The dust is yet to settle in Zimbabwe after Robert Mugabe was re-elected for the eighth time amidst serious suspicions of widespread vote-rigging. For many the question is: What will happen next?
“They’re already neck-and-neck, heading for a run-off!” That’s a running joke on the streets of Harare as we wait for July 31, the day of Zimbabwe’s national elections.
Dudziro Nhengu gives us a glimpse of life in Harare as elections approach and shares insights on the contradictions and complexities of (women's) resistance in a challenging, often violent and repressive context.
The work of women human rights defenders is essential to achieving democracy and peace, especially in violent contexts, and supporting their protection and wellbeing is vital. In Mexico and Central America, women defenders are organizing themselves amidst alarming violence against women and activists.
As the next election cycle approaches in Zimbabwe, formulating joint strategies to deal with an established pattern of political violence against women activists while ensuring their safety, security and wellbeing is vital.
Young women activists of FAMM-Indonesia stood side by side, wrists roped together, mouths taped, to express their vehement opposition to the proposed Ormas Bill, which obliges organizations to “uphold morality and ethics and nurture the country’s religious and cultural norms.”
Support Berta Cáceres and COPINH! As the Coordinator of the Civic Council of Popular and Indigenous Organizations of Honduras (COPINH), Berta Cáceres is being persecuted.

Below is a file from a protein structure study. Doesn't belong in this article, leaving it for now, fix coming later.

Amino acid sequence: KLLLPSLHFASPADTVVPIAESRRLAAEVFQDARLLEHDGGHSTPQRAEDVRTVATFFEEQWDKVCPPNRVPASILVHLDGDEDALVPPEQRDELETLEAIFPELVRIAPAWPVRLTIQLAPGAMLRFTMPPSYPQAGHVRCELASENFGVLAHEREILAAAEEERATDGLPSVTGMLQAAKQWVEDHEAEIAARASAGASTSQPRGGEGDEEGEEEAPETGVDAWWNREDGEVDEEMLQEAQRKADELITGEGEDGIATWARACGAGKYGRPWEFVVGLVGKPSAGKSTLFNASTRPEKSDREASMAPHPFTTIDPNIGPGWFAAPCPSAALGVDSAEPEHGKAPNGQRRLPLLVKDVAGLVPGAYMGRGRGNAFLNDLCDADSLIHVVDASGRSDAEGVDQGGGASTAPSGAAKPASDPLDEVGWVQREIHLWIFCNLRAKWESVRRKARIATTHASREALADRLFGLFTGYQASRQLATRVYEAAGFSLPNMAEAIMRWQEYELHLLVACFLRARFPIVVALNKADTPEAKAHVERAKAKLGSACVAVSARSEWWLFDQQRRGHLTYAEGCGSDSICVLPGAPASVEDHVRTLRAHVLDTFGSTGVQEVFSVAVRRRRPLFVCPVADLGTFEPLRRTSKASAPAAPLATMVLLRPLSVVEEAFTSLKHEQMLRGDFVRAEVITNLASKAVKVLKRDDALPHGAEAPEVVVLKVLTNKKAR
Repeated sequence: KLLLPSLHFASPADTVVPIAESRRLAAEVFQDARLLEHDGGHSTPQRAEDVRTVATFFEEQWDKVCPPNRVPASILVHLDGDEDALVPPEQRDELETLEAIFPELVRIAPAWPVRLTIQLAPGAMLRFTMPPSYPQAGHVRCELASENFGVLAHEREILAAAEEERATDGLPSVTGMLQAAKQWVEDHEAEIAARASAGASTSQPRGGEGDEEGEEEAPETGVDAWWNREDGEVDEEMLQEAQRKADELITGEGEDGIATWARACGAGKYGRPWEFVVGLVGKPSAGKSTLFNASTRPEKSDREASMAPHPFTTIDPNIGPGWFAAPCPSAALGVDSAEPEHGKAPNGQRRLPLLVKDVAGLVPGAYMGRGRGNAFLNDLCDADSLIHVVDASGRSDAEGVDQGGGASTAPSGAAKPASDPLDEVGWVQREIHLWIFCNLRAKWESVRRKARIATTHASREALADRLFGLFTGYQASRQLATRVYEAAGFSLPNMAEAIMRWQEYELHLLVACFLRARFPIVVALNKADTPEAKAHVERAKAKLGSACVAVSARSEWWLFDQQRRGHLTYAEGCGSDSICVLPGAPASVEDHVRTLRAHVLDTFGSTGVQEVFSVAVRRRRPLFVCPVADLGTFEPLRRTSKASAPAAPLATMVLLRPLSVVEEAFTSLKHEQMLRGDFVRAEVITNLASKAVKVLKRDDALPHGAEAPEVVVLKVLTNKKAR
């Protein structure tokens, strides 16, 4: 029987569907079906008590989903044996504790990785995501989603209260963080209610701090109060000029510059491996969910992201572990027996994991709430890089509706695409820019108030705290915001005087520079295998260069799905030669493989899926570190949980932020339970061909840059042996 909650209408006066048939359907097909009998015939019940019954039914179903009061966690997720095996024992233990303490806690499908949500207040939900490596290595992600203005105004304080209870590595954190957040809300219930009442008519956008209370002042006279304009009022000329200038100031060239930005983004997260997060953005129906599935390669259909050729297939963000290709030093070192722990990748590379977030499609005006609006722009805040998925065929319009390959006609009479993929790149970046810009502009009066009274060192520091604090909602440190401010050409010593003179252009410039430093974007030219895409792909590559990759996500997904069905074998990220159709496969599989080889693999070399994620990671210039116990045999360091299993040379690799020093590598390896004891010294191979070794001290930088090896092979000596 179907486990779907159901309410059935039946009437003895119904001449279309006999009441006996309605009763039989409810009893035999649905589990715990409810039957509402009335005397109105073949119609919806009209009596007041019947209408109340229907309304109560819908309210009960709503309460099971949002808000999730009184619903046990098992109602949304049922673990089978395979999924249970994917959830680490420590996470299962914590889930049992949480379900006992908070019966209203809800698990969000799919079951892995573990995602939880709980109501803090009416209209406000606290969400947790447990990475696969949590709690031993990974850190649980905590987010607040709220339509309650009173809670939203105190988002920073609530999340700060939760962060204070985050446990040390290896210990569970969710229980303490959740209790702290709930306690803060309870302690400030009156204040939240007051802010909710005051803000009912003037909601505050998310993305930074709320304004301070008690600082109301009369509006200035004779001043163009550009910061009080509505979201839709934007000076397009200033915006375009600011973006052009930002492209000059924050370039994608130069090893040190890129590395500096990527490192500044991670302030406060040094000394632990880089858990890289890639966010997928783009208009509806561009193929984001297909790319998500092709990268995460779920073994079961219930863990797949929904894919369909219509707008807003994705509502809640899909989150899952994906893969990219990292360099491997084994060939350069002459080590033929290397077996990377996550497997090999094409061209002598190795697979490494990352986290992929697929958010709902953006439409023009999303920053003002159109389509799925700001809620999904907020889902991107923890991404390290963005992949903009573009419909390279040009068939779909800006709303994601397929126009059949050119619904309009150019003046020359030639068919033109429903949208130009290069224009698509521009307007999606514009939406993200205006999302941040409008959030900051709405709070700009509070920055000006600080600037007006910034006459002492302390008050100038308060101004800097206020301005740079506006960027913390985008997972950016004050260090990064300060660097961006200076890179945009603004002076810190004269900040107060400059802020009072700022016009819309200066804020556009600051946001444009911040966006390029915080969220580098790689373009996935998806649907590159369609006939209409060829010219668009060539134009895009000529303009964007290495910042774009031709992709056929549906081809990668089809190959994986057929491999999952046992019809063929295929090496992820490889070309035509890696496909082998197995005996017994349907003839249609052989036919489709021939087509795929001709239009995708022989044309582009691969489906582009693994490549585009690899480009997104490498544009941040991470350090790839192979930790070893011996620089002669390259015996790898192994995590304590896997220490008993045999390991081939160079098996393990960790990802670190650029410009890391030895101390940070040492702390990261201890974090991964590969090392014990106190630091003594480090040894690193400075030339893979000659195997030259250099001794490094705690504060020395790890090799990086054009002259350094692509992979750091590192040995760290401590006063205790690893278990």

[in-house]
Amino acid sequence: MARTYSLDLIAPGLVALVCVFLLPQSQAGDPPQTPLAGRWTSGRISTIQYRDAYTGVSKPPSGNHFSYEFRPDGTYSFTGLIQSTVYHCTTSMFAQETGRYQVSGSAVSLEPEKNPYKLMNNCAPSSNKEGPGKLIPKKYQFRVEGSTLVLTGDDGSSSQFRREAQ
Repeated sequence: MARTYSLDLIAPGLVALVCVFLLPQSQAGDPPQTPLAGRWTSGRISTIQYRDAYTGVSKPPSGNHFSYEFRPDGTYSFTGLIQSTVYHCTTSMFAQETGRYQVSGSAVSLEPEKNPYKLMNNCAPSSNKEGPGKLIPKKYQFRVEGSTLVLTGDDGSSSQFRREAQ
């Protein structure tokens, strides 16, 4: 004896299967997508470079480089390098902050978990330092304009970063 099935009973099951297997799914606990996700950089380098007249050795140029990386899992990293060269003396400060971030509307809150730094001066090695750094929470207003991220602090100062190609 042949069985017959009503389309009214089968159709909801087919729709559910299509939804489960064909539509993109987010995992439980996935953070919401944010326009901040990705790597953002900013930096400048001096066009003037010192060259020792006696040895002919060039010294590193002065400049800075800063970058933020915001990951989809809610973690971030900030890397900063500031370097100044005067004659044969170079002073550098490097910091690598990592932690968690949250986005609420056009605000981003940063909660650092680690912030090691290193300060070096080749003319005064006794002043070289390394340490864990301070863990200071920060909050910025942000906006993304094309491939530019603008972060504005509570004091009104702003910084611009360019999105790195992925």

When Manohara and her fellow activists came together to form the Women’s Equality Association (WEA) in 2012, they thought, “Maybe we should form a women’s shelter where we will do real work.” In the beginning, the foremost question that they had in mind was, “What are we going to do that is different from others?”
“I feel like I have choices. Like whether or not I want to bear children. Feminism has allowed me to think that there’s more than doing what you’re ‘supposed’ to do — you have a right to choose.”
Over 145 international, regional and local organizations from 10 countries have signed a letter addressed to the heads of state of 9 countries in the Americas, - who will participate in the Summit of the Central American Integration System (SICA) - highlighting civil society concerns about security policies, human rights, violence against men and women human rights defenders, and other important subjects.


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